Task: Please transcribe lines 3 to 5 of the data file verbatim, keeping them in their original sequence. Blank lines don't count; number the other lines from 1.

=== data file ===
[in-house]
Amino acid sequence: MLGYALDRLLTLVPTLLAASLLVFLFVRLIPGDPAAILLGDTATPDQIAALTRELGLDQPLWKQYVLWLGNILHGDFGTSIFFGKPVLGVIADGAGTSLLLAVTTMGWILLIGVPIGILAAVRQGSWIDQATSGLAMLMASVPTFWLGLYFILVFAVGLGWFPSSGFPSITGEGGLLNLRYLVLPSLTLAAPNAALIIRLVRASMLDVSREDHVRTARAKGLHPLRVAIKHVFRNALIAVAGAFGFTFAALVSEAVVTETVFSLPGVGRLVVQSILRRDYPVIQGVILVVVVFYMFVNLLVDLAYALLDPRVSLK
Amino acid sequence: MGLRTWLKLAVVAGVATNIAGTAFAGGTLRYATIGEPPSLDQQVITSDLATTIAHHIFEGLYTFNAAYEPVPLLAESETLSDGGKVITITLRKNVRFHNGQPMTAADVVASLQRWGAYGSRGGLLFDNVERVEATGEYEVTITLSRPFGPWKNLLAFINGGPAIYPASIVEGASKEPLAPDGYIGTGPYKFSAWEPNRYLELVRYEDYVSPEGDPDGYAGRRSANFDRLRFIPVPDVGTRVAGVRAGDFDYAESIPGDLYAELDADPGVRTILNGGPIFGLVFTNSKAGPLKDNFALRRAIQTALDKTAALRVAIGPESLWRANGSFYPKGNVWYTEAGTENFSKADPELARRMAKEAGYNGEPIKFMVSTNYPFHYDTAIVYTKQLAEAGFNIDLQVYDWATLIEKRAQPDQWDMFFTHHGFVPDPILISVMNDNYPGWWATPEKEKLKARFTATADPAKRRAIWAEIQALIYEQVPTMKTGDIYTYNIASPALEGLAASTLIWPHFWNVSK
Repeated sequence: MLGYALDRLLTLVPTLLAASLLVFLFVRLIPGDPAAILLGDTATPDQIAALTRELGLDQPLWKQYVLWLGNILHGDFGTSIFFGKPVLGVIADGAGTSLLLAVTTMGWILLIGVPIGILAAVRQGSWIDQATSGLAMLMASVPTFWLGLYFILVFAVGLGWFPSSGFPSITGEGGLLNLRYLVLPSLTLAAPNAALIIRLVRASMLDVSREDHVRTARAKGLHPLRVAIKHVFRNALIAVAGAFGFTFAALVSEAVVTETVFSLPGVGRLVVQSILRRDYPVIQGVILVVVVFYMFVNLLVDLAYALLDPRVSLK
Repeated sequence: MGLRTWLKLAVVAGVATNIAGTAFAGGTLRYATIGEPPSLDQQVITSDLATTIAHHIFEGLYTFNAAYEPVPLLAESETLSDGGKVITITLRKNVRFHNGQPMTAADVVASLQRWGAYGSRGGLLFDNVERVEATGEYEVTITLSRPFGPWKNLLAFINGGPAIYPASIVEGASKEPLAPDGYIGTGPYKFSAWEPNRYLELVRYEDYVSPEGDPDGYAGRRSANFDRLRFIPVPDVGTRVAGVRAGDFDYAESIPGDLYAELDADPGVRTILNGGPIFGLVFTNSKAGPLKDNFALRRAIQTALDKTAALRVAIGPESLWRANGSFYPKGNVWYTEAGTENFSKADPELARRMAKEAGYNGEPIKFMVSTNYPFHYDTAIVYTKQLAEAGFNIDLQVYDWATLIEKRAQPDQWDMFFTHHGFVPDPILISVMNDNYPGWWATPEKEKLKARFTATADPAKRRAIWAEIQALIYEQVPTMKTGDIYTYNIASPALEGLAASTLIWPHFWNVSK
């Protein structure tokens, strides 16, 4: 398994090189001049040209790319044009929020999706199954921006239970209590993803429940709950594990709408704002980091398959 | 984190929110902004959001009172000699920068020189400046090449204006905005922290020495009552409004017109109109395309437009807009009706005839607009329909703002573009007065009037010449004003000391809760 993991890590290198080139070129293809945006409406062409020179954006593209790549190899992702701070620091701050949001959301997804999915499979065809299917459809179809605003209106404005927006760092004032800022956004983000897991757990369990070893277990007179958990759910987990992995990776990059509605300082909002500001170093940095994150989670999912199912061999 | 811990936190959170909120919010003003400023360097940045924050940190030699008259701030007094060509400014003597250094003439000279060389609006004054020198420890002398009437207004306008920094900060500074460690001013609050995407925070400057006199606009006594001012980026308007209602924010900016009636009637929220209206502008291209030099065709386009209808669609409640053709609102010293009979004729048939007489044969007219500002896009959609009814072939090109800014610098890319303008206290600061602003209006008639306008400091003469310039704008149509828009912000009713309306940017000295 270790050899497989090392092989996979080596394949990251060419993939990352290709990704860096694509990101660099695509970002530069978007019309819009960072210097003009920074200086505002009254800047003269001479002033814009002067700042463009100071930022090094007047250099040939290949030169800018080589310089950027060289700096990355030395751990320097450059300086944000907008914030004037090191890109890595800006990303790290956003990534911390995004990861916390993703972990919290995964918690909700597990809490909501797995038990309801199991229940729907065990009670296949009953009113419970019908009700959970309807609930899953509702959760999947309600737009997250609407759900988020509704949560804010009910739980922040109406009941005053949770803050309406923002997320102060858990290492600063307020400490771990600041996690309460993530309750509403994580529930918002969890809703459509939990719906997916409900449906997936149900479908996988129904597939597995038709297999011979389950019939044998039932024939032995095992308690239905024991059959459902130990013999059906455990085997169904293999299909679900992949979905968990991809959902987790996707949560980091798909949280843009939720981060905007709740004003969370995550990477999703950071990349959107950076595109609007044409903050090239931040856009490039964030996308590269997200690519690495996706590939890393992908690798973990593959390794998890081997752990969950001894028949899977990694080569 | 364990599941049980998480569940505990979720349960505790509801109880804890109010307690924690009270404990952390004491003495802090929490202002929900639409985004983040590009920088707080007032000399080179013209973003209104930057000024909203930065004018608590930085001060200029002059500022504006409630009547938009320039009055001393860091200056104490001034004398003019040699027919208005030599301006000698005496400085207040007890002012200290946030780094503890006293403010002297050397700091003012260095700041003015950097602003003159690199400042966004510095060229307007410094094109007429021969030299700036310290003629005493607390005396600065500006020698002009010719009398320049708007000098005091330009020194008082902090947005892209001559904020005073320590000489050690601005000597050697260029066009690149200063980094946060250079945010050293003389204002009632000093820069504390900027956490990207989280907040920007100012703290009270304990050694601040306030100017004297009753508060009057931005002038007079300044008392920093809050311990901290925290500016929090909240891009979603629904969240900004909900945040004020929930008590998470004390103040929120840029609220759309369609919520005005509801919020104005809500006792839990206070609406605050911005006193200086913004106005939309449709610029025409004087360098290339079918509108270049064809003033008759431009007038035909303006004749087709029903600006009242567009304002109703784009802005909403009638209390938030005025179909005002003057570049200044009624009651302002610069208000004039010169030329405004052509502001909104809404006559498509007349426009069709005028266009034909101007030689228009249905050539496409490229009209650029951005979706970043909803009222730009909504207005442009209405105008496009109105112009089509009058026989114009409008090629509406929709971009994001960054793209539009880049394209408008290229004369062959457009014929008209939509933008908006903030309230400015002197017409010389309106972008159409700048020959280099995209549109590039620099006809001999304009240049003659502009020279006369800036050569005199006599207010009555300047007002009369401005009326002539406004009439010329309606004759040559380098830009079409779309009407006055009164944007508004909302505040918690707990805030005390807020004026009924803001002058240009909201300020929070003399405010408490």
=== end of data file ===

Amino acid sequence: MGLRTWLKLAVVAGVATNIAGTAFAGGTLRYATIGEPPSLDQQVITSDLATTIAHHIFEGLYTFNAAYEPVPLLAESETLSDGGKVITITLRKNVRFHNGQPMTAADVVASLQRWGAYGSRGGLLFDNVERVEATGEYEVTITLSRPFGPWKNLLAFINGGPAIYPASIVEGASKEPLAPDGYIGTGPYKFSAWEPNRYLELVRYEDYVSPEGDPDGYAGRRSANFDRLRFIPVPDVGTRVAGVRAGDFDYAESIPGDLYAELDADPGVRTILNGGPIFGLVFTNSKAGPLKDNFALRRAIQTALDKTAALRVAIGPESLWRANGSFYPKGNVWYTEAGTENFSKADPELARRMAKEAGYNGEPIKFMVSTNYPFHYDTAIVYTKQLAEAGFNIDLQVYDWATLIEKRAQPDQWDMFFTHHGFVPDPILISVMNDNYPGWWATPEKEKLKARFTATADPAKRRAIWAEIQALIYEQVPTMKTGDIYTYNIASPALEGLAASTLIWPHFWNVSK
Repeated sequence: MLGYALDRLLTLVPTLLAASLLVFLFVRLIPGDPAAILLGDTATPDQIAALTRELGLDQPLWKQYVLWLGNILHGDFGTSIFFGKPVLGVIADGAGTSLLLAVTTMGWILLIGVPIGILAAVRQGSWIDQATSGLAMLMASVPTFWLGLYFILVFAVGLGWFPSSGFPSITGEGGLLNLRYLVLPSLTLAAPNAALIIRLVRASMLDVSREDHVRTARAKGLHPLRVAIKHVFRNALIAVAGAFGFTFAALVSEAVVTETVFSLPGVGRLVVQSILRRDYPVIQGVILVVVVFYMFVNLLVDLAYALLDPRVSLK
Repeated sequence: MGLRTWLKLAVVAGVATNIAGTAFAGGTLRYATIGEPPSLDQQVITSDLATTIAHHIFEGLYTFNAAYEPVPLLAESETLSDGGKVITITLRKNVRFHNGQPMTAADVVASLQRWGAYGSRGGLLFDNVERVEATGEYEVTITLSRPFGPWKNLLAFINGGPAIYPASIVEGASKEPLAPDGYIGTGPYKFSAWEPNRYLELVRYEDYVSPEGDPDGYAGRRSANFDRLRFIPVPDVGTRVAGVRAGDFDYAESIPGDLYAELDADPGVRTILNGGPIFGLVFTNSKAGPLKDNFALRRAIQTALDKTAALRVAIGPESLWRANGSFYPKGNVWYTEAGTENFSKADPELARRMAKEAGYNGEPIKFMVSTNYPFHYDTAIVYTKQLAEAGFNIDLQVYDWATLIEKRAQPDQWDMFFTHHGFVPDPILISVMNDNYPGWWATPEKEKLKARFTATADPAKRRAIWAEIQALIYEQVPTMKTGDIYTYNIASPALEGLAASTLIWPHFWNVSK